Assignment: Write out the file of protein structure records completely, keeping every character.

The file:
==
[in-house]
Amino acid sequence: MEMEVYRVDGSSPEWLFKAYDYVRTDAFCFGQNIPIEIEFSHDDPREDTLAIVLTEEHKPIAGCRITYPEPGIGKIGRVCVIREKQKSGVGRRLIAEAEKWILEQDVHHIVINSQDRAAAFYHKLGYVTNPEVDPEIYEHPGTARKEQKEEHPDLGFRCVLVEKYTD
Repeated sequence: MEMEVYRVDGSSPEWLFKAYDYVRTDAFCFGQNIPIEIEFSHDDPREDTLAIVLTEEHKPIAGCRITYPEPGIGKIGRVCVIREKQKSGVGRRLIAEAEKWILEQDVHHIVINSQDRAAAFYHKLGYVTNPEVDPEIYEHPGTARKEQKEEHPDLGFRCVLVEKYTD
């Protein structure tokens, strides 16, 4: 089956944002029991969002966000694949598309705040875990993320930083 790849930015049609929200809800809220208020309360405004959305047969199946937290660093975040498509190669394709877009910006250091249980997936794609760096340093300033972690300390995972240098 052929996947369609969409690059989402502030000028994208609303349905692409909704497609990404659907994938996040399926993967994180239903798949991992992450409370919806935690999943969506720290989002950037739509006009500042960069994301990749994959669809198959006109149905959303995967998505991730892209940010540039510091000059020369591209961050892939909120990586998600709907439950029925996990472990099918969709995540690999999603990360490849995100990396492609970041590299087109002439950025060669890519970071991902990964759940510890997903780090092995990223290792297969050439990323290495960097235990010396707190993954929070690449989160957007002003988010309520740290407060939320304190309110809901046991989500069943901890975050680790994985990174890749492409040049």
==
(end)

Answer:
[in-house]
Amino acid sequence: MEMEVYRVDGSSPEWLFKAYDYVRTDAFCFGQNIPIEIEFSHDDPREDTLAIVLTEEHKPIAGCRITYPEPGIGKIGRVCVIREKQKSGVGRRLIAEAEKWILEQDVHHIVINSQDRAAAFYHKLGYVTNPEVDPEIYEHPGTARKEQKEEHPDLGFRCVLVEKYTD
Repeated sequence: MEMEVYRVDGSSPEWLFKAYDYVRTDAFCFGQNIPIEIEFSHDDPREDTLAIVLTEEHKPIAGCRITYPEPGIGKIGRVCVIREKQKSGVGRRLIAEAEKWILEQDVHHIVINSQDRAAAFYHKLGYVTNPEVDPEIYEHPGTARKEQKEEHPDLGFRCVLVEKYTD
């Protein structure tokens, strides 16, 4: 089956944002029991969002966000694949598309705040875990993320930083 790849930015049609929200809800809220208020309360405004959305047969199946937290660093975040498509190669394709877009910006250091249980997936794609760096340093300033972690300390995972240098 052929996947369609969409690059989402502030000028994208609303349905692409909704497609990404659907994938996040399926993967994180239903798949991992992450409370919806935690999943969506720290989002950037739509006009500042960069994301990749994959669809198959006109149905959303995967998505991730892209940010540039510091000059020369591209961050892939909120990586998600709907439950029925996990472990099918969709995540690999999603990360490849995100990396492609970041590299087109002439950025060669890519970071991902990964759940510890997903780090092995990223290792297969050439990323290495960097235990010396707190993954929070690449989160957007002003988010309520740290407060939320304190309110809901046991989500069943901890975050680790994985990174890749492409040049």